Buying a local newspaper and clipping out the coupons is an age-old tradition, serving as an innocuous way to save a little money at your favorite retailers. It certainly never was something worth getting arrested over.
But, it seems, that latter part is changing.
“Newspapers are mysteriously vanishing from racks across the country. Thieves are swiping Sunday papers from driveways, and others are digging through people's trash looking for discarded newspapers,” reports USA Today.
The Cullman Times in Alabama has seen thefts of its paper jump 30 percent this year, according to USA Today. In response, the paper ran an article in a Sunday edition last month addressing that very problem, offering a $500 cash reward for any tips on thefts that lead to a conviction.
“We have already collected the descriptions and tag numbers of several residents who have been seen taking more than one copy (of the newspaper) or thumbing through a rack pulling out the manufacturers coupons,” the article said.
Cullman Times circulation manager Sam Mazzara told USA Today that the swipes most hurt newspaper delivery people, who end up paying for the missing copies.
Meanwhile, the Los Angeles Times reported that an Arkansas woman was arrested for larceny after stealing old Sunday papers from outside a store. An Arkansas Democrat-Gazette worker reportedly set up a stakeout that led to the arrest.
“Carriers who were stocking up bins and area grocery stores were seeing their Sunday papers flying off the shelf. But the sales receipts weren’t adding up,” the LA Times reports.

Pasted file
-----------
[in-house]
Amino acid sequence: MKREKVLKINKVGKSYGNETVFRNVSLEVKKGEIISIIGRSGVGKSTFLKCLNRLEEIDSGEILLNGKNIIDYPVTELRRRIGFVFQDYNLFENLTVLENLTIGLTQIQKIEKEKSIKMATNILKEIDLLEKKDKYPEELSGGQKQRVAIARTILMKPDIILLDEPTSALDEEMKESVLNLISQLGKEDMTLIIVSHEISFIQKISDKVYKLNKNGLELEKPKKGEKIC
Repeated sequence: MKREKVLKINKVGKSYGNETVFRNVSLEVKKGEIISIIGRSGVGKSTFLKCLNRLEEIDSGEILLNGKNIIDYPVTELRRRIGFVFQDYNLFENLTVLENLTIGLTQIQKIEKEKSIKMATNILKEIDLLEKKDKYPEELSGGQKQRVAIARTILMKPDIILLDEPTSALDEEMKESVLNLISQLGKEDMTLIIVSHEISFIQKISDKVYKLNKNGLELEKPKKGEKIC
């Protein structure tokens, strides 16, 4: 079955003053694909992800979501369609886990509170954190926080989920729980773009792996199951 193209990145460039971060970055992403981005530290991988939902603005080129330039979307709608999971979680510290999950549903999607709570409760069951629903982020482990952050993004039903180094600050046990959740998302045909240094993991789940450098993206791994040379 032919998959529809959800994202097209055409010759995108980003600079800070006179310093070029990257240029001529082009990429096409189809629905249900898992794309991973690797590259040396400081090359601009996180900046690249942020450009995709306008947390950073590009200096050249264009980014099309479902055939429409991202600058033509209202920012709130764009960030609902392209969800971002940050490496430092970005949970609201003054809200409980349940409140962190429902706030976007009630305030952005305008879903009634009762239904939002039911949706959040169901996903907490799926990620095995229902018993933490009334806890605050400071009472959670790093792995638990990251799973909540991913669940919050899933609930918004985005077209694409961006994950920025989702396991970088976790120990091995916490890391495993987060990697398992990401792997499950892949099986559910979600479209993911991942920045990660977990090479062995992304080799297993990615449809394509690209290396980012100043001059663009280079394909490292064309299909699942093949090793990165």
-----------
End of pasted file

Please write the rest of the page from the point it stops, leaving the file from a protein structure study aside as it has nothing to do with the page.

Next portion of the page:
The LA Times also reprinted a portion of the police report that detailed the modus operandi: “It appeared that the male subject was standing around as a lookout while the female was loading the papers into the trunk … When the witness tried to contact the pair, they hopped into the car ‘after only taking two bags of newspapers’ and sped out of the parking lot.”
Who to blame? Maybe the medium that has helped push newspapers to the brink of extinction in other ways already: TV.
The cable network TLC broadcasts a show called Extreme Couponing. It features shoppers wiping out entire grocery shelves, building additions to their homes to store the surplus goods, and dumpster-diving for discarded coupons, says USA Today.
This has led to a growing trend also known as extreme couponing, in which shoppers use dozens — sometimes hundreds — of coupons at a time to vastly reduce their grocery bills, USA Today reported.
The paper goes on to note that authorities partly blame the rise in newspaper related crimes on the craze created by the show.
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